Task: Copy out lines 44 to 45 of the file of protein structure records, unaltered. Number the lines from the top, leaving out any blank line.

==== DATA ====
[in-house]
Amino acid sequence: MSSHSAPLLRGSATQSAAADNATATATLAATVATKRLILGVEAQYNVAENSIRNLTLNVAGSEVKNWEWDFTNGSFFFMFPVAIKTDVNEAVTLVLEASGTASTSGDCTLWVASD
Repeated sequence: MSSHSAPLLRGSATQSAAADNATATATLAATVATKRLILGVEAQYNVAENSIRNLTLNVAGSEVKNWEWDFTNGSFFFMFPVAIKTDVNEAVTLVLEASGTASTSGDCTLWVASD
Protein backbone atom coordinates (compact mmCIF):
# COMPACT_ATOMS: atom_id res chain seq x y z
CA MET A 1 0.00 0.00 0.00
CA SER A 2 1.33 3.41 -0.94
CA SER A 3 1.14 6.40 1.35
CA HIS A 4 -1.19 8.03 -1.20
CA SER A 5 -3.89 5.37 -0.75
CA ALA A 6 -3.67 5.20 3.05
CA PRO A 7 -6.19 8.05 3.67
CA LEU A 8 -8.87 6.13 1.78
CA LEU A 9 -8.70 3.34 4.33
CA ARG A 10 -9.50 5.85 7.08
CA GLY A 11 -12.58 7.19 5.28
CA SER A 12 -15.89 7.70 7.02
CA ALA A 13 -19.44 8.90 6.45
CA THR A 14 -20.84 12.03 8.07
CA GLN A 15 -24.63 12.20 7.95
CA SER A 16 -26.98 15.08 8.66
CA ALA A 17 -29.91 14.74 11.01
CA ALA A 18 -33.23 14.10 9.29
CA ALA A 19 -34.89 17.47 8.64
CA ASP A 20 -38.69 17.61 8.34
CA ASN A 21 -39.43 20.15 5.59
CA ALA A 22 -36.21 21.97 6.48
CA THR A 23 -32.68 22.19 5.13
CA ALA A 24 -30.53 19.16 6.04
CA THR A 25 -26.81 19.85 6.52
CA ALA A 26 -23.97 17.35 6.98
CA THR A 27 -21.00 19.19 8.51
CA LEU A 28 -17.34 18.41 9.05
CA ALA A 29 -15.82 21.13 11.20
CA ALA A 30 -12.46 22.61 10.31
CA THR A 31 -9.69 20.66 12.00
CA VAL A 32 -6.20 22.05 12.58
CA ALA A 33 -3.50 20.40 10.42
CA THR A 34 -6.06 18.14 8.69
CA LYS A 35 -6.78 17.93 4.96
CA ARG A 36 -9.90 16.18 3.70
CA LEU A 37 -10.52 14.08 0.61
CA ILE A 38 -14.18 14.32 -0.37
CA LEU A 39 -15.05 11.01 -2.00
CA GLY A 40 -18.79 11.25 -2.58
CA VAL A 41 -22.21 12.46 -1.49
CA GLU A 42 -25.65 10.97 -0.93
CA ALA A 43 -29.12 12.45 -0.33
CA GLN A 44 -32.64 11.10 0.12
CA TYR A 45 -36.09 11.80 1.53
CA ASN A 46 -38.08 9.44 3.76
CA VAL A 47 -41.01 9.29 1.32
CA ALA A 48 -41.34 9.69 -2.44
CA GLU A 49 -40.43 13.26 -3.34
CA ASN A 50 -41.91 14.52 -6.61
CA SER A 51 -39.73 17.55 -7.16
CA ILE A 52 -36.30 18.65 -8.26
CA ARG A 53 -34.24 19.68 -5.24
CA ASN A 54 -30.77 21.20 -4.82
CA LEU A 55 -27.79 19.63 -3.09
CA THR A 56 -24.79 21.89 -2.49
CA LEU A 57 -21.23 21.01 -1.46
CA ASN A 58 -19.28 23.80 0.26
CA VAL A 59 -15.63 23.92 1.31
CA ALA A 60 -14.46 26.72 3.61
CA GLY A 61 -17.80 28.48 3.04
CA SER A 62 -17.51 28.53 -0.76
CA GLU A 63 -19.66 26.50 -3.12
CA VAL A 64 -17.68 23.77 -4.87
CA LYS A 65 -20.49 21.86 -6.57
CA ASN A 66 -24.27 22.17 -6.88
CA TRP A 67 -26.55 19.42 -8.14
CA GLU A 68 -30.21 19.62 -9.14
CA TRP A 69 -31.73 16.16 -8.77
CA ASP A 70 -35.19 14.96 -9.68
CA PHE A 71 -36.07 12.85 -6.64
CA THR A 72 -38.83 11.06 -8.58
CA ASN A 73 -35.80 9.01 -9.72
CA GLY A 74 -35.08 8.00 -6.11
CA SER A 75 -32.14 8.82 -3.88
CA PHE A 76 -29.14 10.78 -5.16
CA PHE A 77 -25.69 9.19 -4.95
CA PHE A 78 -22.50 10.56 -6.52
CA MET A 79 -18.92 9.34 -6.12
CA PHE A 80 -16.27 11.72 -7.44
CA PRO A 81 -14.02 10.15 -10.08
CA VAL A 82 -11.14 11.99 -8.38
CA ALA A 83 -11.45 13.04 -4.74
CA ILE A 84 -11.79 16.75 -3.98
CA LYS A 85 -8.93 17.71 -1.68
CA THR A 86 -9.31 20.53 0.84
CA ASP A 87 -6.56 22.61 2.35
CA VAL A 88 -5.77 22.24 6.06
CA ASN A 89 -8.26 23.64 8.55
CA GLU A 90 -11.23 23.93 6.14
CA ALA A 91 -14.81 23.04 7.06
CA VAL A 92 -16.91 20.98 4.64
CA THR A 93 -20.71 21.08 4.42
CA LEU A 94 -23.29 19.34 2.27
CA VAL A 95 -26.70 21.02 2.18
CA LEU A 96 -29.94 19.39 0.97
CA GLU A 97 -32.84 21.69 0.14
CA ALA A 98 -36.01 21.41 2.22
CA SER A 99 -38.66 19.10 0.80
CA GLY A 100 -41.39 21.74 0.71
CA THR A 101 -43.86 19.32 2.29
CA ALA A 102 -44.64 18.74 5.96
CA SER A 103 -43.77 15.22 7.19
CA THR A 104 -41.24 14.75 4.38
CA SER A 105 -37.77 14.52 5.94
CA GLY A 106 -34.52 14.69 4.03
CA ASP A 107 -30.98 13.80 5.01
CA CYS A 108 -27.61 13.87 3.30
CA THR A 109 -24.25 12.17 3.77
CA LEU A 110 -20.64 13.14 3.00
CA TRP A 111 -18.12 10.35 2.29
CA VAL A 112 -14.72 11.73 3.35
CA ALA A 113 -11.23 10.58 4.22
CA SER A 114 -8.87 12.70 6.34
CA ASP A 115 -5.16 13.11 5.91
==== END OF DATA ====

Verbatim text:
CA LEU A 39 -15.05 11.01 -2.00
CA GLY A 40 -18.79 11.25 -2.58